What family name was associated with the White Rose bus company?

The answers:

The Welsh Dragon
Brookes. (The proprietors were the Brookes brothers.)

The winner: The Great Gareth.

That ends the recent run of history questions and at this point in the quiz as a whole: Gareth has a total of eight wins; The Legendary Lloyd & Kerry have five; Jane Shuttle has five; Gaynor Williams has three; and there are 11 readers with two wins or one. All these results are carefully inscribed in copperplate handwriting in a ledger of honour here at Jones Towers overlooking the glamorous west end of Rhyl.


WED 2nd JUN 2010 UPDATE: To add an egg to the pudding, John Powell has sent this photo of the launch of The Welsh Dragon in 1951 in Rhyl. On right is district motive power superintendent Mr. G.C. Parslew; the other person is unknown.


Thursday, 20 May 2010


The questions related to the photos above:
What was on the promenade walkway opposite what is now Mr. B’s from 1892 until World War 2, and why was it removed?
Was the promenade picture showing the old Pavilion taken before or after 1959, and how can you tell by looking at it?

The answers are:
A large and splendid ornamental fountain, and it was removed in a scrap metal drive to help the war effort during World War 2 (by which time it was about 60 years old and not so splendid);
After 1959. You can tell because on the left of the picture the single-storey Coliseum Theatre (originally open-air) is shown with a roof. It was roofed in 1960.

The winner:
Peter Trehearn. Second win for Peter.


Above are pictures showing the ornamental fountain referred to in QUIZ ANSWER # 57. The one at the top is a card postmarked 1906. The black-and-white photo shows the opening ceremony in 1892. The fountain was switched on by the Lord Mayor of London with other dignitaries in attendance. The photo is from the book ‘Glorious Rhyl - a peep at its past’ by Philip Lloyd (published 2002).



PierPierPier, AmphitheatreThese are contributions sent by George Owen.

At the top is a drawing made with a great deal of artistic licence and, if that’s Marine Lake top right, the picture is not as old as it looks. Marine Lake opened in 1895, and so the drawing would be c.1900.

The second drawing is captioned ‘Rhyl Pier and buildings pre-1880’ and is interesting if only because we never got the buildings. The illustration may be one of several speculative plans commissioned by the private company that owned the pier, in advance of deciding to construct the pier’s Grand Pavilion (opened 1891).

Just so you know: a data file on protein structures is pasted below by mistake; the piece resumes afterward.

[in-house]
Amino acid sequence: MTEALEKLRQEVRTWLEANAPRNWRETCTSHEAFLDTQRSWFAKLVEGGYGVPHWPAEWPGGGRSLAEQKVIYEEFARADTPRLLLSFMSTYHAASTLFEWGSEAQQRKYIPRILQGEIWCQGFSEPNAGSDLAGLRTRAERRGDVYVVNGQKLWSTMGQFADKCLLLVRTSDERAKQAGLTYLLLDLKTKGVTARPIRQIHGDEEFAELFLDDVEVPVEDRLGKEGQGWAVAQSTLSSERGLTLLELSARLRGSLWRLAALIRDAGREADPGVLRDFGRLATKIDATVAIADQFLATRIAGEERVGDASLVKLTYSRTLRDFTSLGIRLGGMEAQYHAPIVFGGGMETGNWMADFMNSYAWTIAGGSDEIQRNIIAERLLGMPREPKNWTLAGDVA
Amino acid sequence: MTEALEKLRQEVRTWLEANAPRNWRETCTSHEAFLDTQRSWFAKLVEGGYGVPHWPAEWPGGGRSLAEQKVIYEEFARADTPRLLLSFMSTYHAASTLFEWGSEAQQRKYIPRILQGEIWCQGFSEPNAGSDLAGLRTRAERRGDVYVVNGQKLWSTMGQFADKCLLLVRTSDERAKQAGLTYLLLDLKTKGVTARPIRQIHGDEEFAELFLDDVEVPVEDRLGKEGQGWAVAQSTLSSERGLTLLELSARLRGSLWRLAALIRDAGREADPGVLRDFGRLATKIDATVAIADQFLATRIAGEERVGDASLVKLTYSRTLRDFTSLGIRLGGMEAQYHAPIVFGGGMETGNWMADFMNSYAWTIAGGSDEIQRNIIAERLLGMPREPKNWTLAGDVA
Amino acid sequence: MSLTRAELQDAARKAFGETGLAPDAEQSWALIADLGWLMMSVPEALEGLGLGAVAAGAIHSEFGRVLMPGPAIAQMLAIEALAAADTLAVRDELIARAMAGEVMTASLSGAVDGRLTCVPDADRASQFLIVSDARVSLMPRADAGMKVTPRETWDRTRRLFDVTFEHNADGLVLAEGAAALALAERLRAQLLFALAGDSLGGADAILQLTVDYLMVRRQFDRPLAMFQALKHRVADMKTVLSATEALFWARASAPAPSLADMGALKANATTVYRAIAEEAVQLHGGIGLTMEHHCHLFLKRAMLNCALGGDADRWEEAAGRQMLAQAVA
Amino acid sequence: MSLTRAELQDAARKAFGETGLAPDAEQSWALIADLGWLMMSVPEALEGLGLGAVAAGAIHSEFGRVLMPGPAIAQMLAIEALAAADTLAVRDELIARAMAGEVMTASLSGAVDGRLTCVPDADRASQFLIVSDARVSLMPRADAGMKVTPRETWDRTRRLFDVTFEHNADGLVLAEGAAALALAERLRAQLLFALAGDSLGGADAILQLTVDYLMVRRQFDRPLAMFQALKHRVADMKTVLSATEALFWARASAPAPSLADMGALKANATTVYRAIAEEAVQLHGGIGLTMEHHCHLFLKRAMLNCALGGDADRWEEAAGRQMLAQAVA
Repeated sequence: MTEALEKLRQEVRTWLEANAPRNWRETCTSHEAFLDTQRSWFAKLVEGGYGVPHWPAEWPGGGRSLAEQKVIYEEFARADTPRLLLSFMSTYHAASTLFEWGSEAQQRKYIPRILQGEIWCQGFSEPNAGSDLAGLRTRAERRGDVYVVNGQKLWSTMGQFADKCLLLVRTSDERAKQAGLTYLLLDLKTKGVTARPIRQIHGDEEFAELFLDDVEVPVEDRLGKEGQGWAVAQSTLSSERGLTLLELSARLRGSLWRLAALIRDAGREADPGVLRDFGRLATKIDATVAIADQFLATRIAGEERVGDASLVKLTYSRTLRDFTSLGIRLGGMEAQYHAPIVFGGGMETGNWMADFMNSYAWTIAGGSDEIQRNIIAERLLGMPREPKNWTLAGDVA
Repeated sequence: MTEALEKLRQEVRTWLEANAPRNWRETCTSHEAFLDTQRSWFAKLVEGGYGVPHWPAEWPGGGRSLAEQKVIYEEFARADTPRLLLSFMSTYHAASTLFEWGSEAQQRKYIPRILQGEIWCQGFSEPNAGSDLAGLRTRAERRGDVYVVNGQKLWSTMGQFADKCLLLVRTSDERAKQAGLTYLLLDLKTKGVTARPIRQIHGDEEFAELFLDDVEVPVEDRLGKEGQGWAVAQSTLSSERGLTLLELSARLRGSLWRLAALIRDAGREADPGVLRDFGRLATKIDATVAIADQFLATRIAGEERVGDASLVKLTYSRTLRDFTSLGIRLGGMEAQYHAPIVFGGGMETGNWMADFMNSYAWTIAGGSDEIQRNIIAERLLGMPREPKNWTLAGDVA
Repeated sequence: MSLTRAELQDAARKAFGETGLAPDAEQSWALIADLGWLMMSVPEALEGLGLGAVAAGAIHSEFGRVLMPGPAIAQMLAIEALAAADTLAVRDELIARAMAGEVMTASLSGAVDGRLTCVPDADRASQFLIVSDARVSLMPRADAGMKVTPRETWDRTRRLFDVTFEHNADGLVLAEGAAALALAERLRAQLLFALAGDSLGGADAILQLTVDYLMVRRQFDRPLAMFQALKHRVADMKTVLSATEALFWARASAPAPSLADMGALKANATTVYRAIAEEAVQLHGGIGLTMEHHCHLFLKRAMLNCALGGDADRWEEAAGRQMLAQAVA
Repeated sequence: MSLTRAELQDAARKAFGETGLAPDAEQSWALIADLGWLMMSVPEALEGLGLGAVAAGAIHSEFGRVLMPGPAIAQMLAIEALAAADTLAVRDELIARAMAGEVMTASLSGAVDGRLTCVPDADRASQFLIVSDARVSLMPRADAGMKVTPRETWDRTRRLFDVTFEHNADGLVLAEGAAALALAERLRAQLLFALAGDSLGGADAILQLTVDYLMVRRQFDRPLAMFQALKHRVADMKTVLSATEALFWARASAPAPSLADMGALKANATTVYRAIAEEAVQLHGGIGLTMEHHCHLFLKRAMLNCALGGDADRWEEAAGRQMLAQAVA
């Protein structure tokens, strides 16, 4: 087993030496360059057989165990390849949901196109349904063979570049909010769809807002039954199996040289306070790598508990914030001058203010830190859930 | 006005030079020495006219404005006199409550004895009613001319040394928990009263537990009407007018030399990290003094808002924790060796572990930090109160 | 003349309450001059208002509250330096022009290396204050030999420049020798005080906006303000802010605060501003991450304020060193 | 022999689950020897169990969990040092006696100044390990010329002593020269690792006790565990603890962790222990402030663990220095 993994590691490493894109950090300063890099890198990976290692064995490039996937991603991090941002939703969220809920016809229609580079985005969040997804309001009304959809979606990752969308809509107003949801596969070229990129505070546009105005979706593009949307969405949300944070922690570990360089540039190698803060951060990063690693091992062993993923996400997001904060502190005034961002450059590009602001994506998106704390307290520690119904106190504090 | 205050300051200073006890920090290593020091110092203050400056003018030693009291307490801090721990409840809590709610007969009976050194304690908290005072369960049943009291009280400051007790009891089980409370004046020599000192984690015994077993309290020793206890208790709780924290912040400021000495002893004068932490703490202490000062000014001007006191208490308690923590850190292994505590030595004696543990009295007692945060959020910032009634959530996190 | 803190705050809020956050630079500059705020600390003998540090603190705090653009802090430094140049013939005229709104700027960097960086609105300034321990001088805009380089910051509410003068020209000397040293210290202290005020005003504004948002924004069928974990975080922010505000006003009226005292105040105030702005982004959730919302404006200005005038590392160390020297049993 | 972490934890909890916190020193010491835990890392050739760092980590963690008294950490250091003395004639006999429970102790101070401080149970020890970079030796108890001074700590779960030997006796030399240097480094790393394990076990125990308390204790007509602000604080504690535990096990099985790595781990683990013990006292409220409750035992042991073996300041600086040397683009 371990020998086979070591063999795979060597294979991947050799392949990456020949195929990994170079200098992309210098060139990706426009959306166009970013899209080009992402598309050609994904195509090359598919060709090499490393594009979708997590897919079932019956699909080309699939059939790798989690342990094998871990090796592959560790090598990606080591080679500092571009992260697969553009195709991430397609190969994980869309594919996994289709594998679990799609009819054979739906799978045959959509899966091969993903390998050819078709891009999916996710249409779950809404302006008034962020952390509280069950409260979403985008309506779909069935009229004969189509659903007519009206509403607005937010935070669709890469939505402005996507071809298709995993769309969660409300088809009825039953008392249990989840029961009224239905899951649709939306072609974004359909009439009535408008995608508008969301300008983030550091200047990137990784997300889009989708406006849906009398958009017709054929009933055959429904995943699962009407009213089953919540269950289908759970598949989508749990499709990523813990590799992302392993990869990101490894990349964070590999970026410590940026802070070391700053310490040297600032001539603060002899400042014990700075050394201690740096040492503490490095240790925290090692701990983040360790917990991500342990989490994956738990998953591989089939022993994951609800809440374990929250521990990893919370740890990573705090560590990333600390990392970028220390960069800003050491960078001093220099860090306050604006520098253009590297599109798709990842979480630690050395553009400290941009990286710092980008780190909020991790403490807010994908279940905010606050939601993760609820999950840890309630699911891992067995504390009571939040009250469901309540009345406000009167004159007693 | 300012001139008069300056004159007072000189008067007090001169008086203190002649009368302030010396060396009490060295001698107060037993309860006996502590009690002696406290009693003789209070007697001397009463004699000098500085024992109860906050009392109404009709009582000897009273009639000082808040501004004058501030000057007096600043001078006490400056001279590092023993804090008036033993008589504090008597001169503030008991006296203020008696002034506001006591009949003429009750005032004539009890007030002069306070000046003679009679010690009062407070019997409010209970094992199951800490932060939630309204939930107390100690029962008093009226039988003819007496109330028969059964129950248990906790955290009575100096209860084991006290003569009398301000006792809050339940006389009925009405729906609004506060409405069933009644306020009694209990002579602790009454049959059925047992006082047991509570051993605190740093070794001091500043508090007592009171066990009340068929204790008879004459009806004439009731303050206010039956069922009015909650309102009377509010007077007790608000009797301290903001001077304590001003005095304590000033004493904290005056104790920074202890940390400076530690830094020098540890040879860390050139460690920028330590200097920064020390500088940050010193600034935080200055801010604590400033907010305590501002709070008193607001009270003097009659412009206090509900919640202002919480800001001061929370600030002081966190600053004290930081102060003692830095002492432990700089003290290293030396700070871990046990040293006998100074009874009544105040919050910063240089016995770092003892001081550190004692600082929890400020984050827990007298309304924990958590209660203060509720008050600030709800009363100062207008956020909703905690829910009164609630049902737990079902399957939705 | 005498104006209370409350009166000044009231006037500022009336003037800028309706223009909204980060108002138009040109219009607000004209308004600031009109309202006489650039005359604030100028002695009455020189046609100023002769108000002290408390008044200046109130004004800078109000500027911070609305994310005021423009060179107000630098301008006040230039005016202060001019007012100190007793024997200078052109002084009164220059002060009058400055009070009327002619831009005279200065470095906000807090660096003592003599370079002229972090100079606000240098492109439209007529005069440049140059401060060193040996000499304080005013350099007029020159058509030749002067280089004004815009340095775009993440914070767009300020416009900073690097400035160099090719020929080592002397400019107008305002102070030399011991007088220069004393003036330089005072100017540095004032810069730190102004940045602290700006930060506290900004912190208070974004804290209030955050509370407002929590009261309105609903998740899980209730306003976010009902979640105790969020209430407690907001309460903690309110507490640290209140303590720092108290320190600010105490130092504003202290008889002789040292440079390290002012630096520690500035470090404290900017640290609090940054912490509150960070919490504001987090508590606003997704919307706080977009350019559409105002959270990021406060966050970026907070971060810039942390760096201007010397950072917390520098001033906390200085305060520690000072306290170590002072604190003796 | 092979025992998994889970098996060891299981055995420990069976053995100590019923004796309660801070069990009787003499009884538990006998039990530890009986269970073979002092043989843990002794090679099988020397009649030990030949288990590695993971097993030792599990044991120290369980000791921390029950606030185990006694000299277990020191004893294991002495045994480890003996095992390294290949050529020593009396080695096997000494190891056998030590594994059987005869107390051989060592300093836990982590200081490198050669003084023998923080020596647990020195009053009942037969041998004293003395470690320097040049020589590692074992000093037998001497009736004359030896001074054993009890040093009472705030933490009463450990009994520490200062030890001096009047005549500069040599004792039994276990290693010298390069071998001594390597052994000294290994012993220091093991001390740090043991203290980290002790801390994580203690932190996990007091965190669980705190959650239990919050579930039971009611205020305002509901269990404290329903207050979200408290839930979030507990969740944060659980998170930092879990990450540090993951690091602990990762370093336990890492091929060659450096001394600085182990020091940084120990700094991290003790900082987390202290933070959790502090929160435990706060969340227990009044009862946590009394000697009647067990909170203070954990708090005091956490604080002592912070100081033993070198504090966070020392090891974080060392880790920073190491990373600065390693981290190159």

The third picture shows the scene after the Grand Pavilion was destroyed by fire in 1901. A little wooden theatre was erected – the Pier Amphitheatre – which was rebuilt in brick in the 1920s and occupied by Billie Manders’ Quaintesques season after season. On that site now is the Seaquarium.

The colour photo, presumably 1950s, shows the view down Wellington Road from Foryd Bridge.

Finally, we have a mystery picture of which George says: “The portrait of a lady has intrigued me for years. It was among my father’s photos but I don’t know who she is or whether she is a relation. Photographer was J. Hughes, described on back of the portrait as a landscape photographer. He may have been local.”


Wednesday, 19 May 2010


These are contributions sent by George Owen.

The photograph at the top shows the interior of St. John’s Church, Wellington Road in 1948.

Of the next picture George says, “It shows a St. John’s Church Choir outing to Chester Zoo in late 1940s. Second from the left, back row, is Frank Port who was Headmaster of St. John’s School (‘The Gas School’) and later became Head of Clwyd Street School. Second from right in the back row is Norman Clark, Verger at St. Thomas’ for many years.
John Asher, the choirmaster and organist at St. John’s for many years, is on the right of the front row with a flat cap on; he was succeeded as Choirmaster at St. John’s by Frank Port. The only choirboy I can name is Arthur Oakley, third from left front row, who now lives in Abergele.”

The colour snap is a 1950s shot of Wellington Road, looking to the west from a corner of River Street.

Finally there is a photo showing remains of Salem Bungalow which had been standing on the beach near Rhyl Golf Club opposite Robin Hood holiday park. The bungalow was destroyed during a storm in 1944; the photograph is dated 1945. Some remains can still be seen and I know of at least one eight year old girl who believes it to be a mermaid’s house.

Interesting batch, thank you George.



Odeon Cinema